Service blueprints can be a time-consuming and expensive process, but when planned out, they can transform your relationship with your customers. It can also act as a way to bring people and teams across your entire organization together.

“It's a strategic tool. It's also a collective empathy tool.”

“It’s a strategic tool. It’s also a collective empathy tool,” says Kimberly Richards, a senior service designer in the Customer Service Department of the New South Wales Government. “It's a tool that does a lot of things, not just mapping out an organization or what technology is being used,” Richards adds. “I also use it to create alignment and understanding.”

Even if you feel daunted by the task that lies ahead of you, service blueprints can offer these key benefits to your team:

  • Reminds employees how important it is to have a customer-focused point of view. Connects the ‘this is what I do’ employee mindset to part of a much larger process (‘how what I do impacts everyone around me’)

  • Establishes opportunities for continuous improvement. Map-base diagrams can point out weaknesses or failures that can be the basis of a process to be refined

  • Informs your service design decisions. Creates points of shared interactions between employees and customers, to show where the customer experiences value

  • Encourages a rational approach to service design. Visibility-based mapping means common sense decisions can be made about what customers should see and how employees will interact with customers

  • Helps you assess how much the business has invested in each process or touchpoint. By seeing which processes create duplicate services, teams can begin to map out where revenue comes from, and suggest efficiencies and cost-saving measures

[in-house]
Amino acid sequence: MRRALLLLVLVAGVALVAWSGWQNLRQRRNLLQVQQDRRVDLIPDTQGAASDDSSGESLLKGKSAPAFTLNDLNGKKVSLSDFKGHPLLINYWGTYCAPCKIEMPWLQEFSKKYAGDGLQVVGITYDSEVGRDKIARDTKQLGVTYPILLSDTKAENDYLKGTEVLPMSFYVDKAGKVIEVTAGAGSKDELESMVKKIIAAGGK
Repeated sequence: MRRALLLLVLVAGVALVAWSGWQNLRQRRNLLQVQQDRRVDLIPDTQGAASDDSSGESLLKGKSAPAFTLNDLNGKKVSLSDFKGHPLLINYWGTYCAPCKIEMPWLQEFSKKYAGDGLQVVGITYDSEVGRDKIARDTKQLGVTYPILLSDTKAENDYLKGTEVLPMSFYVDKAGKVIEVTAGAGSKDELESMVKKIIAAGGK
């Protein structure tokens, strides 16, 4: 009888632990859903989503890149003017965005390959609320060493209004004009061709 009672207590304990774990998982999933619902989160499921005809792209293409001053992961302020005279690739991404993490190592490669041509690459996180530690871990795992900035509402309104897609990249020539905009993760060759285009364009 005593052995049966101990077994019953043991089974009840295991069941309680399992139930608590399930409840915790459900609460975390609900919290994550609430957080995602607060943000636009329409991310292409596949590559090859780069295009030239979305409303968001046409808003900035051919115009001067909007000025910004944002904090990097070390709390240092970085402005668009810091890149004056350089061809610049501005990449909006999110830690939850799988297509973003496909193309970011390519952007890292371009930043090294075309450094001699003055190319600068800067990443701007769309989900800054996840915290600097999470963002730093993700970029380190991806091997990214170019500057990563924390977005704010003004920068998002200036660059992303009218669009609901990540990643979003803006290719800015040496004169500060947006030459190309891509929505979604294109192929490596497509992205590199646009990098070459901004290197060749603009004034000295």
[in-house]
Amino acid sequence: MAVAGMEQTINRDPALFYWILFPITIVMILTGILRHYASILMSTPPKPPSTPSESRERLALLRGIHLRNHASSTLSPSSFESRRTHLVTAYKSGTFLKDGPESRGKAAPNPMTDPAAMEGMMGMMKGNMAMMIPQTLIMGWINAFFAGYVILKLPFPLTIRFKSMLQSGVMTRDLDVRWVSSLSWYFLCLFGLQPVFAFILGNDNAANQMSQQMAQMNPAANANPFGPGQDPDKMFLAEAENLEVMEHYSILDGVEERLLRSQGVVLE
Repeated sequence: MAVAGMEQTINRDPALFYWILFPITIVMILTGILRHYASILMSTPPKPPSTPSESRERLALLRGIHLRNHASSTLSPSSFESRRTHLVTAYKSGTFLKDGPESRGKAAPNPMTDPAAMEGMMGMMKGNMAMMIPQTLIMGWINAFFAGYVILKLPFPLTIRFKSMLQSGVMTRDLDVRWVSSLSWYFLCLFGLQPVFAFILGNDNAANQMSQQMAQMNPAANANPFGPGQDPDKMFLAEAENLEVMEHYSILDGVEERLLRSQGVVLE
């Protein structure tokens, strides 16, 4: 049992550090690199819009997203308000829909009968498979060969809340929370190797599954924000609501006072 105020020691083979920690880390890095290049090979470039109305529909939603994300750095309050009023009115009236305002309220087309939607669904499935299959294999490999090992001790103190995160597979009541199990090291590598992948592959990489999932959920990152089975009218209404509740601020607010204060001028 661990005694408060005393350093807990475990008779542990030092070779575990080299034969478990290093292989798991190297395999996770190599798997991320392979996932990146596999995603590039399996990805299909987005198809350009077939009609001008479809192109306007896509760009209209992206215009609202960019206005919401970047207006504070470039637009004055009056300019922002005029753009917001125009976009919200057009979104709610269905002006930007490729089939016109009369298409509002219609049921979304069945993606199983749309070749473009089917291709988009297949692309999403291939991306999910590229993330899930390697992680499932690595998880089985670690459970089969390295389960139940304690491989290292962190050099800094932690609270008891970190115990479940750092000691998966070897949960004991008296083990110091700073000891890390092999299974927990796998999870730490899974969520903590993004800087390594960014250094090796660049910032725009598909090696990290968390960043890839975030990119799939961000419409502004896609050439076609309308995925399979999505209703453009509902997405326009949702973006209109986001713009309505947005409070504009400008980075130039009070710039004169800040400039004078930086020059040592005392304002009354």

• Offers a rationale to external or internal marketing teams you’ve hired. An external ad agency or the organization’s in-house marketing team can use a service map to identify what they key messages are to be communicated to customers, and keep their language aligned for a consistent experience

  • Enables managers and frontline workers to better communicate to improve the customer experience. Improving the quality of service can be a shared responsibility as employees communicate their experiences, and managers find and support opportunities for improvement across channels

How to create your own

Service blueprints come in all sorts of shapes and sizes. The blueprints can be quick sketches or incredibly detailed and heavily illustrated visual representations, depending on if they’re being used as an internal tool for shared understanding, or an external tool for leadership buy-in.

To get started, create your canvas using a template, and learn the important elements of a service blueprint.

The elements of a service blueprint

Here are four puzzle pieces you need to have when creating a service blueprint.